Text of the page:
NHS Castle Point & Rochford CCG is the lead health partner for Domestic Abuse in Essex. We play a key part in the Essex Domestic Abuse Strategy Group.
Domestic abuse causes harm to both adults and children, both directly and indirectly and has a lasting impact. National intelligence shows that the scale & impact of domestic abuse in the UK is extensive. It is also well known that the underreporting of domestic abuse is an international problem. In 2013 alone there were over 26,000 incidents of domestic abuse reported to the police in Essex. If, as the national survey data suggests, only 21% of domestic abuse is reported to the police then the true extent of the problem could be more in region of 125,000 incidents.
Studies show that one of the main reasons that victims don’t disclose is the lack of awareness that their relationship is in fact abusive, especially in relation to psychological and emotional abuse. There are many local and national organisations that can provide support and advice. Equally, don’t be afraid to talk to others such as health professionals, teachers, housing officers and social workers who can help you to get the right support.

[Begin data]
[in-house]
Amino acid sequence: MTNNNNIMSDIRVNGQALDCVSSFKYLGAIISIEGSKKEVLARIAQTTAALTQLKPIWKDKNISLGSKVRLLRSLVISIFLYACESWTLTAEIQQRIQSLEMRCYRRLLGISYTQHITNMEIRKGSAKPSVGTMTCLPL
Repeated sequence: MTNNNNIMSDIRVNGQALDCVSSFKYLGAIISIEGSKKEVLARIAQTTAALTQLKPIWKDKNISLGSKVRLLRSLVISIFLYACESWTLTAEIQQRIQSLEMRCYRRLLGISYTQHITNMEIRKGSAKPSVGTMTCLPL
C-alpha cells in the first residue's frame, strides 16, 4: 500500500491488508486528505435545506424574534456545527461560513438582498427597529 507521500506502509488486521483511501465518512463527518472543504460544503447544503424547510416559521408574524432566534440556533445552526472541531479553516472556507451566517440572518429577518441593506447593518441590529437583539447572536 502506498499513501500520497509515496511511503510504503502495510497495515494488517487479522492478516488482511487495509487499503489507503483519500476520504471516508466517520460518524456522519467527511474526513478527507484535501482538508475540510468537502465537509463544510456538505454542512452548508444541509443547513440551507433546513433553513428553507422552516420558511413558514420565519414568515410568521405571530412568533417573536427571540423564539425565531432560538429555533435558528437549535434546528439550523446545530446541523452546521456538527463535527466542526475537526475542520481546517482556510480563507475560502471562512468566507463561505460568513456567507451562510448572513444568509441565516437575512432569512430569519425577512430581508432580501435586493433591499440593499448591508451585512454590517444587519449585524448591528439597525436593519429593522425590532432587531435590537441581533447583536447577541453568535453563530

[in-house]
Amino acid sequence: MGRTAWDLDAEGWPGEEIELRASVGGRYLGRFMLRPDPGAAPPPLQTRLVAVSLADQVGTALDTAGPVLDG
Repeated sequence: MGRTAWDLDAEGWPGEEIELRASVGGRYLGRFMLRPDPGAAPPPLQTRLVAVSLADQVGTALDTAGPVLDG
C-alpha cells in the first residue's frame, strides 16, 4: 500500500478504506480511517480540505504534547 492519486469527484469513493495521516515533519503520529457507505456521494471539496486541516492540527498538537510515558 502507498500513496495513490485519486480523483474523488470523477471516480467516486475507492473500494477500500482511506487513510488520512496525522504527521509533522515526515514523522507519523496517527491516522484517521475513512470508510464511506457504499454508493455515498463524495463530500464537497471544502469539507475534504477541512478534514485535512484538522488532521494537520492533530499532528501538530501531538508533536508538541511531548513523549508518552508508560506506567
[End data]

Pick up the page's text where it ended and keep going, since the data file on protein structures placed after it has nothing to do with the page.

The circumstances surrounding domestic abuse are often complex. But you don't have to face domestic violence on your own.
- Click here for a useful list of local and national organisations that can offer support and can help to protect you.
A new campaign raising awareness of domestic abuse in Essex, Southend and Thurrock and the support available for victims was launched in February 2016.
The ‘#TogetherWeCan campaign aims to break the stigma of domestic abuse by getting people to talk about it and show their support on social media.
It will demonstrate that tackling domestic abuse takes the efforts of a range of partners and the will of entire communities, and provide people experiencing or witnessing domestic abuse with information and guidance on the support available local to them via the Essex Victims Gateway.
For more information about the campaign, please click here.
This video, based on a true story in Essex, forms part of the campaign aimed at young people.